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How Much Time do you Spend on Marketing?

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At least once per week I receive an email asking the same question: Chris, how much time per day do you spend on marketing? This is a very important question, but for the most part it is one that does not have a "set" answer.

Everyday is different in terms of marketing. For instance, one day I may send three query letters but the next focus on calling current clients and asking for referrals. While these are two entirely different tasks, they both help to drum up new business.

In terms of time, no two marketing tasks are the same. It takes me longer to research and write a query letter than it does to call a client and briefly talk about referrals.

Even though there is no cut-and-dry answer to this common question, I have formulated the following tips:

  1. Make sure you do something marketing related everyday. It does not matter if it takes you two hours or two minutes, when you are marketing your services you are putting yourself in position to land a new client and earn more money.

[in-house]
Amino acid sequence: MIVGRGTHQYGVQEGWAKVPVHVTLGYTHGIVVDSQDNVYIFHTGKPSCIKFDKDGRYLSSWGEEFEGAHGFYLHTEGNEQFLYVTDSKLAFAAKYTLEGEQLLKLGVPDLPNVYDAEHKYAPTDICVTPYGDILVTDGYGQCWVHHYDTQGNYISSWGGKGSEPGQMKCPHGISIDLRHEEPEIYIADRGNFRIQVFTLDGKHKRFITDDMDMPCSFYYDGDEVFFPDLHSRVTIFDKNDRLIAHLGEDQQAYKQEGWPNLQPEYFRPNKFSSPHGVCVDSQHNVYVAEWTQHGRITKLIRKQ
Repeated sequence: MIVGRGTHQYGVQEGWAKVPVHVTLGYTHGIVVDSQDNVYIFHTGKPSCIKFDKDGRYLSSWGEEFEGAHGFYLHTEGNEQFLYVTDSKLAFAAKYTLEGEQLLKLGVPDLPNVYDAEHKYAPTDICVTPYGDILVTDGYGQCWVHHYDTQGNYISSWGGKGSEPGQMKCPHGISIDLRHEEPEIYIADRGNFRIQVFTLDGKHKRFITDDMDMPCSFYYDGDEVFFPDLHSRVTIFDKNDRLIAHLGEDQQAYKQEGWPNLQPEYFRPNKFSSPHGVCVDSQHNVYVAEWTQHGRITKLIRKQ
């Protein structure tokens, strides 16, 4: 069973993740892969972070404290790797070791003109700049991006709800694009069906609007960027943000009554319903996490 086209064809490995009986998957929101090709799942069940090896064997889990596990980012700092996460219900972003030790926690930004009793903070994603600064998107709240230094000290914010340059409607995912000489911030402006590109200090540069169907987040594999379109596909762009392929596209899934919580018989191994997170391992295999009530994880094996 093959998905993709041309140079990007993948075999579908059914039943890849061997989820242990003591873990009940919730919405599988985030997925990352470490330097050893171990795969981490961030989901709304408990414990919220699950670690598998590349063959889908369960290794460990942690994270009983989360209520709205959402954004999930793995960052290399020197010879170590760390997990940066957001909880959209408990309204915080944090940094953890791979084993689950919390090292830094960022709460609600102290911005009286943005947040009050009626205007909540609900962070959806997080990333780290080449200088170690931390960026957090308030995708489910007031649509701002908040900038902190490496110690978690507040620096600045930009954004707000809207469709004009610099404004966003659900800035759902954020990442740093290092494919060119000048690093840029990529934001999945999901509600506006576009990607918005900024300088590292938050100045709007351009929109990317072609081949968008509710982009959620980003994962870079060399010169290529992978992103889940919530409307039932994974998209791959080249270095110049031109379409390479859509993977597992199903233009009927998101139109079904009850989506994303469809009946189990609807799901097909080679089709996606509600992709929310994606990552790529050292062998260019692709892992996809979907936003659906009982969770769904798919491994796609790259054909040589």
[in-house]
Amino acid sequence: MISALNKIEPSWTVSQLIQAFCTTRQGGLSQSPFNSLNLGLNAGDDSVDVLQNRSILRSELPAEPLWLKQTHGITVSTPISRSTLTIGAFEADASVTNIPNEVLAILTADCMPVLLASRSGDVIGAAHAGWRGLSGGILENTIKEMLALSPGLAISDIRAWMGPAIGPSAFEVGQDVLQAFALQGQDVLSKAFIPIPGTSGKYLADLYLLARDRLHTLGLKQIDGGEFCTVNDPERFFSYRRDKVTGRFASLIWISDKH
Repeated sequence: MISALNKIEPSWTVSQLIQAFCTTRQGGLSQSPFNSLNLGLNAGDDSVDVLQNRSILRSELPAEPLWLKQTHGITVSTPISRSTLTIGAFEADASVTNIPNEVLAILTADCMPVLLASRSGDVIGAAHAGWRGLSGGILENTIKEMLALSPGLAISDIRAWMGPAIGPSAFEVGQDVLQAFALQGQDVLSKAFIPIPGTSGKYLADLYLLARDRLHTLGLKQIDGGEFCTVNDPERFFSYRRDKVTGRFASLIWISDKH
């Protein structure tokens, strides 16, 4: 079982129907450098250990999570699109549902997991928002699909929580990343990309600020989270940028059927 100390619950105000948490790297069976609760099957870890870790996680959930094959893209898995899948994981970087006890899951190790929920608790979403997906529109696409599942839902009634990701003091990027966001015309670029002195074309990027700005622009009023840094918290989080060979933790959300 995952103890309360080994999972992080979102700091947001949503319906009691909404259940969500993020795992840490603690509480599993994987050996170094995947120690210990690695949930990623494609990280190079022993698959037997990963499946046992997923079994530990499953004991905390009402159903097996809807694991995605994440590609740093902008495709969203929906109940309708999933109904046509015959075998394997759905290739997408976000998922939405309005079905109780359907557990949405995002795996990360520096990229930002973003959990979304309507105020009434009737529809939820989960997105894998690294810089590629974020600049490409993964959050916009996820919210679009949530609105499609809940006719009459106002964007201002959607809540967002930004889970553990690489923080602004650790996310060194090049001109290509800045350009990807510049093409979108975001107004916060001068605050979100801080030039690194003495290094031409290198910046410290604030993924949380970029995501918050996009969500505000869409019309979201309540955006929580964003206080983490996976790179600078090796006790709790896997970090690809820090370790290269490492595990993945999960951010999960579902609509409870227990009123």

2. If you have down time it would suit you well to turn to your marketing plan. There is bound to be time during your week when you are not writing. Instead of browsing the internet or slacking off, let your marketing plan guide you towards doing something productive.
  3. New freelance writers have more time for marketing. Since you don’t yet have a large client base, it is safe to say that your day will be far from full. If you want to change this in the near future, start marketing your services in as many ways as you know how.

Remember this: it does not matter how much time you spend on marketing. What matters is that your marketing plan is generating new clients and increased income.

12 thoughts on “How Much Time do you Spend on Marketing?”

  1. Interesting post, Chris, but what about when you reach a certain plateau or saturation point, for want of a better phrase, with your writing / clients?

    Should you still continue to market your services, even in a minor way, or put a temporary hold on any type of marketing until things quiet down?